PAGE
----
Tom Brown fascinates me. He grew up in the sparsely populated Pine Barrens region of southern New Jersey. When he was eight years old, he met Rick in the woods, and the two boys became the best of friends. Rick’s father was stationed at a nearby base, and his grandfather was Stalking Wolf, an old Apache tracker. The Tracker was the first of Tom’s many books, and it introduced us to the amazing world that he was blessed to experience.
Stalking Wolf was one of the last Apaches to be trained in the old ways, by elders who were still wild and free. The wilderness was his home, church, and school. He could follow tracks on a dark night — by blind touch. He could perceive the trail of a mouse across dry gravel. His stalking skills allowed him to sneak up on deer and touch them, an ability that some modern hunters no longer have. He earned his name by touching a wolf, a nearly impossible feat. He could read the patterns of the land — the smells, the snapping twigs, the alarm calls of animals, or the sudden silence of the bird music. He was completely in tune with the land, both physically and spiritually.
Stalking Wolf taught Tom and Rick for eight years. “He taught us to make use of everything, to live with the least disruption of the earth, to revere what we took from the woods, to master our fear, to hone our special skills sharper and sharper, to expand our senses and our awareness, to live in the space of the moment and to understand eternity.” The boys learned tracking, stalking, awareness, self-control, survival skills, and spiritual consciousness. They spent all their free time outdoors, studying nature, and practicing their skills. They rarely saw their parents on weekends or summer vacations.
Tom became completely at home in the wilderness. He could go into the woods, naked and empty handed, and spend the whole summer living off the land — confidently, comfortably, fearlessly, and joyfully. He could catch a deer and kill it with a knife. Often he would wander far beyond familiar places, and not be sure where he was, but being “lost” was never a cause for fear or panic. “Everything I could want was immediately at hand. If I was lost, I seemed better off than a lot of people who weren’t. I was always at home, wherever I was. Only when I came out of the forest did I find out how easy it is to get lost.”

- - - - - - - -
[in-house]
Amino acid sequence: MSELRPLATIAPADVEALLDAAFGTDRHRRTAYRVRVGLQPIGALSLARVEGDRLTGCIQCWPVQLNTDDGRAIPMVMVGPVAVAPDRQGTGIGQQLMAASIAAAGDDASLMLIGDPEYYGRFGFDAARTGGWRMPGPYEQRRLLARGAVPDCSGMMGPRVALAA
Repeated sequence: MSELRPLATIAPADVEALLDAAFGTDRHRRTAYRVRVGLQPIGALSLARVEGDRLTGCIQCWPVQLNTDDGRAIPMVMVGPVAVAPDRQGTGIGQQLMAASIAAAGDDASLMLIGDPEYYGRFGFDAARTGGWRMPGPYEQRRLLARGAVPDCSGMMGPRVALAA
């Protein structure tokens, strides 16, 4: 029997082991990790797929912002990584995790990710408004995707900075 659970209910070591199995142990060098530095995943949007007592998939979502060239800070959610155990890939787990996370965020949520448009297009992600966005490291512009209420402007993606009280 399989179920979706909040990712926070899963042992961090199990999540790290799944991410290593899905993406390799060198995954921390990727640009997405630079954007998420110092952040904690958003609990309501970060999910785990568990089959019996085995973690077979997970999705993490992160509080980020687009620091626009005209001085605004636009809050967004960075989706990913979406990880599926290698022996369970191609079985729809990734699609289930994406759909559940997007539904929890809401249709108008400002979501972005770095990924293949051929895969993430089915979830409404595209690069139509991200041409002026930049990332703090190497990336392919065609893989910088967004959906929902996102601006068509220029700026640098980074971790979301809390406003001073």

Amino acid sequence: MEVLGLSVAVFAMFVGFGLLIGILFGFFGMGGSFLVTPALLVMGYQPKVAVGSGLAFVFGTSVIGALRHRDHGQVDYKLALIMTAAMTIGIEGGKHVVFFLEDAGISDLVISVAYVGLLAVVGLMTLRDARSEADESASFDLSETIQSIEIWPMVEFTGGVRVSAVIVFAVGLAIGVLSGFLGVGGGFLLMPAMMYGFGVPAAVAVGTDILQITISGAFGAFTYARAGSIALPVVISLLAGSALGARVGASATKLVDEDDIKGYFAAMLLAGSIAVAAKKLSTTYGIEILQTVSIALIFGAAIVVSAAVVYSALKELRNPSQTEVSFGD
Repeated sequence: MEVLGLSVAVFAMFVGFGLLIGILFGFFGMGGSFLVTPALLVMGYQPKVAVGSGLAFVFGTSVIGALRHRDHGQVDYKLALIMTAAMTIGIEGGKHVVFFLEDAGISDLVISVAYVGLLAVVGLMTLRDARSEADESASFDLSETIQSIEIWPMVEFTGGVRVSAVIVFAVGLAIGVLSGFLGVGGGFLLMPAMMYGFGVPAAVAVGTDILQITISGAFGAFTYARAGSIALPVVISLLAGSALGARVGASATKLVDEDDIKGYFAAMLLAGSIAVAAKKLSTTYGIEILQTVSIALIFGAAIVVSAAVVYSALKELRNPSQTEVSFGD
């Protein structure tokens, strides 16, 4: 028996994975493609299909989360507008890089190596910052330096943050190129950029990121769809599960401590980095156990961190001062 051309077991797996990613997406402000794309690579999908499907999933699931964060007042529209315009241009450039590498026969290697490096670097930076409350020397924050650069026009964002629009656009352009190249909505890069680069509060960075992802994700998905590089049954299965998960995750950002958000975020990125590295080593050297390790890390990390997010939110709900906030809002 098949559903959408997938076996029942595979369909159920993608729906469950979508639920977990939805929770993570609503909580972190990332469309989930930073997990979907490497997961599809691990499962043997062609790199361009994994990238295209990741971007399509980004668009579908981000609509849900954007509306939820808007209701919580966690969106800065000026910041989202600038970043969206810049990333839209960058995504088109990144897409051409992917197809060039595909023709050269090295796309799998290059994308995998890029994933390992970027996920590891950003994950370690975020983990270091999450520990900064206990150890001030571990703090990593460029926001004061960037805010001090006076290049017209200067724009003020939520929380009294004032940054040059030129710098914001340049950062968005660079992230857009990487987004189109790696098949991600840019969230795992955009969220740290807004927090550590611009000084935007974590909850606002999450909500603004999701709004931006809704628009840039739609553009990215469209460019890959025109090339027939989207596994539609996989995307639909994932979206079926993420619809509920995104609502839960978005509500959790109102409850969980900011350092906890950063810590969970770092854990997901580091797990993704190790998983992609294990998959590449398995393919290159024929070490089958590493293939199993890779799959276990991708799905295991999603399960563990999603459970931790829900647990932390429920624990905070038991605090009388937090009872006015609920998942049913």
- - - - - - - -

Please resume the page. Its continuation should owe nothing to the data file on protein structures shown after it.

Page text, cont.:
Stalking Wolf taught the boys that there were no greater or lesser spirits. The spirit of an ant had no less significance than that of a bear or a brother. He loathed all aspects of the civilized world, and he avoided contact with it, to the best of his ability. Despite what white people had done to his land and his people, he did not hate them, because they were lost, unhappy, and didn’t know any better. But he did hate their way of thinking and living — “they killed their grandchildren to feed their children.”
The boys absorbed his love for the land and the wild ones who lived there. Like Stalking Wolf, they could not comprehend the mentality of people who brought in bulldozers, or dumped their trash, or drove through the woods. Outsiders were like space aliens, displaying no respect for the place. “True lostness is when you have forgotten the spiritual center of your life, when your values have gotten so warped with time that you do not remember what is truly important.”
One day, Tom discovered a number of dead deer in the woods. Their shoulders and hindquarters had been removed, and everything else was left on the ground to rot. New York restaurants would pay good money for prime cuts of fresh venison. Tom was horrified. He followed the tire tracks to an old cabin, and found the four poachers. In a blind rage that he barely remembered, he attacked them, beat them up, bent or smashed their guns, destroyed the cabin, and burned their truck. He took bold action to defend the land. “The woods were my life and still are.”
The Tracker is a treasure. It reminds me of my boyhood years, when we spent our days in the woods and fields, swamps and lakes, in a beautiful rural countryside that has since been erased by a cancer of strip plazas and McMansions. I developed a strong bond with nature. Only later in life did I realize that most folks never had this experience. So many grow up in manmade environments, and many of them never experience anything else. Tom’s bond with nature went far deeper than my own, because he was lucky to find a wise elder to guide him. I grew up in a community of General Motors factory rats.
Despite being raised in consumer society, and despite submitting to a public school education, Tom was able to remain detached from the civilized mindset and follow a healthier path. It wasn’t easy. He had to straddle two totally different realities. He was routinely mocked and ridiculed for displaying his intense respect for nature and spirit, for not going to college, for not pursuing a corporate career. The civilized crowd could not comprehend what he valued and loved, because they had no spiritual connection to life.
When we envision a healthy, sustainable future, it’s going to be a world where people have remembered how to live with the land and the community of life. Throughout his journey, Stalking Wolf was frustrated by the difficulty of finding people to teach. Almost no one was interested in learning the old ways, because this knowledge had no value in the modern world. His elders encouraged him to keep trying: “The things of truth and spirit will never pass away. Our ways will not die. In the final days, man will seek again the things that we know.” Tom established a wilderness school, and he has spent his adult life teaching the old ways to eager students. The story continues.
Brown, Tom, The Tracker, Berkeley Publishing Group, New York, 1979.